The world is full of smart people with exciting ideas. Sometimes, all it takes is a little seed funding and those ideas can rapidly bloom into side projects. That’s what the Tyk Side Project Fund is all about.
Tyk itself was once just the kernel of an idea, slowly taking shape in our CEO Martin’s mind. Martin wanted to bring about change, so he created Tyk as a side project in order to help people make, create and build better things. It took time and dedication to turn that idea into an internationally successful reality. Now, it’s time for Tyk to pass that opportunity to make a change onto others.
That’s where the Tyk Side Project Fund comes in. We invited all those out there with innovative ideas to let us know what it would take to help turn their passion project into reality. It’s a real joy to unveil details of those outstanding ideas and showcase the deserving winners of the Tyk Side Project Fund.
We’ve interviewed each of the winners about what their project entails, why it’s important and what makes it such a uniquely brilliant idea. In this interview, medical student Kacper Niburski explains his tool for physicians and medical learners – ddxed – which is taking diagnostic generation to the next level.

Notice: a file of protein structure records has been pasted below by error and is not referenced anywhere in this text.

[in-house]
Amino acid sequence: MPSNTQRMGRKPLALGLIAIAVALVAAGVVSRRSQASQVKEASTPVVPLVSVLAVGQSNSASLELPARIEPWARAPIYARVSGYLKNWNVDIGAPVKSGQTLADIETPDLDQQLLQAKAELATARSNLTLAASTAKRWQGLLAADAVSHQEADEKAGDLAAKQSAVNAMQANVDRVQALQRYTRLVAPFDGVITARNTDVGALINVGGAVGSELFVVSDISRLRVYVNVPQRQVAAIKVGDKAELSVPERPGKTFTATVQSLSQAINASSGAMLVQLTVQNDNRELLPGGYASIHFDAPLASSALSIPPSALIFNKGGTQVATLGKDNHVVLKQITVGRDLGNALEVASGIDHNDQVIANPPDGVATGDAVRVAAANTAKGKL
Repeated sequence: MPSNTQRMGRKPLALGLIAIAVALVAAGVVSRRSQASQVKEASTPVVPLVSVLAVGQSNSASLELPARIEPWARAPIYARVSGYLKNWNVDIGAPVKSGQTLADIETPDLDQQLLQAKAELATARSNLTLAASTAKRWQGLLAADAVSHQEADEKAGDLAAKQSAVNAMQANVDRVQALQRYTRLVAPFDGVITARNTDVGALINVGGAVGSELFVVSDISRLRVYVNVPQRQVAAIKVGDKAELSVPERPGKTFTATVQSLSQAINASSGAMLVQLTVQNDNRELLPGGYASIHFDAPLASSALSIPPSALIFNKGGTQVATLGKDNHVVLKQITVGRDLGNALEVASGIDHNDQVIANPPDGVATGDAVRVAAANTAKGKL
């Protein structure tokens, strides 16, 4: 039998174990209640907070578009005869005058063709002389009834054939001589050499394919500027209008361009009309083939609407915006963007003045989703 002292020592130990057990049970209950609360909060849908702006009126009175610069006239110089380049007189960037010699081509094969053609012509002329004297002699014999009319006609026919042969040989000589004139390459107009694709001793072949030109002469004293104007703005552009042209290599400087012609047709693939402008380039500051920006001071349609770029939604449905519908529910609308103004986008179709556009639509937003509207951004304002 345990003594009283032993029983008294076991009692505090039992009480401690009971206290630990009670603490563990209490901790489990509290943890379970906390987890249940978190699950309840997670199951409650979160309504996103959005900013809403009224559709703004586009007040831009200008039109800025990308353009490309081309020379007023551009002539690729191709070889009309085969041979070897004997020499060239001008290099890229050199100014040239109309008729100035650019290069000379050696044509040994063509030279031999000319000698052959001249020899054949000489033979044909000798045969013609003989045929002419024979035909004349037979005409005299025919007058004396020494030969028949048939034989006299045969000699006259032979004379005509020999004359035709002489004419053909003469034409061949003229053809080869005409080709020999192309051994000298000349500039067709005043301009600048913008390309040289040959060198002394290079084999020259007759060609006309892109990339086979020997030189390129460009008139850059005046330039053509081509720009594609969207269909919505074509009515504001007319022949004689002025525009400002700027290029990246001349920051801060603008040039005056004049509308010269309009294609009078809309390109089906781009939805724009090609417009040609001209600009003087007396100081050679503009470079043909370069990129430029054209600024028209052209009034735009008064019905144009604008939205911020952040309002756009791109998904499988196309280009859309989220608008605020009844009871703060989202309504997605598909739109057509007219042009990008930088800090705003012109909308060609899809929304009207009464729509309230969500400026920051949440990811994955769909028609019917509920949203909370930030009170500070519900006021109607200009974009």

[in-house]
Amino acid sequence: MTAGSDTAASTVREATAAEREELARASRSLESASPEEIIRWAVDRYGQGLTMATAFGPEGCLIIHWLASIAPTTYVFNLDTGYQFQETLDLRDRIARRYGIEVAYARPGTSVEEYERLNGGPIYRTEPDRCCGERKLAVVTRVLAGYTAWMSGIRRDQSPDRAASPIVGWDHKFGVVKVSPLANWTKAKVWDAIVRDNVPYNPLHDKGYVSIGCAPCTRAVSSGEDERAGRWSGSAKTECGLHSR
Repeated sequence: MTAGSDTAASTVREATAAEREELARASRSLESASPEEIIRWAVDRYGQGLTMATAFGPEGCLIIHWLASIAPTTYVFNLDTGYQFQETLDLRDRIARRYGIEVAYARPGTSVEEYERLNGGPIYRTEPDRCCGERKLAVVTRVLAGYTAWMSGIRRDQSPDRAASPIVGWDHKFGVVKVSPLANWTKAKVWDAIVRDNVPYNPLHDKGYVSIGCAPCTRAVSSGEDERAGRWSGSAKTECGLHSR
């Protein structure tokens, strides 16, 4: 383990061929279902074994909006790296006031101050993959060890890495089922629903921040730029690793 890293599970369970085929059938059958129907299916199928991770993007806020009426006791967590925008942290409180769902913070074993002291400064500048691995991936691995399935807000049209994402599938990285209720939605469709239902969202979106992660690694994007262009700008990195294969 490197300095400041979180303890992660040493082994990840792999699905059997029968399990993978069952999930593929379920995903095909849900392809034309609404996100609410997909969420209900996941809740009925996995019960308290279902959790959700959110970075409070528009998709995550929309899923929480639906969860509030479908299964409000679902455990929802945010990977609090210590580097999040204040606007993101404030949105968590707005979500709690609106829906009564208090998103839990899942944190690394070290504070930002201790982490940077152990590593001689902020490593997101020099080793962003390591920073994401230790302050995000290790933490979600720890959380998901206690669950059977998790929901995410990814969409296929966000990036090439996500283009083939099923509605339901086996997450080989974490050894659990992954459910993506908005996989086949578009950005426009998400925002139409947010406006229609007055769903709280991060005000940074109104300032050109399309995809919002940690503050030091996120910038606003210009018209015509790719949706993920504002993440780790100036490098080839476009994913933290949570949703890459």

Tyk: Please can you tell us a little about your project, ddxed?
Kacper: ddxed stands for differential diagnosis education and its aim is to revolutionise the way in which differential diagnoses are handled and taught in medical schools.
In the same way that Tyk noticed the lack of open source API management gateways, we noticed that, in a clinical way, there is a lack of ability to see a patient and their often-complex co-morbidities and history, then relate that to a concrete set of differentials. Not only is it a skill that requires years of clinical acumen, but it’s also often poorly taught.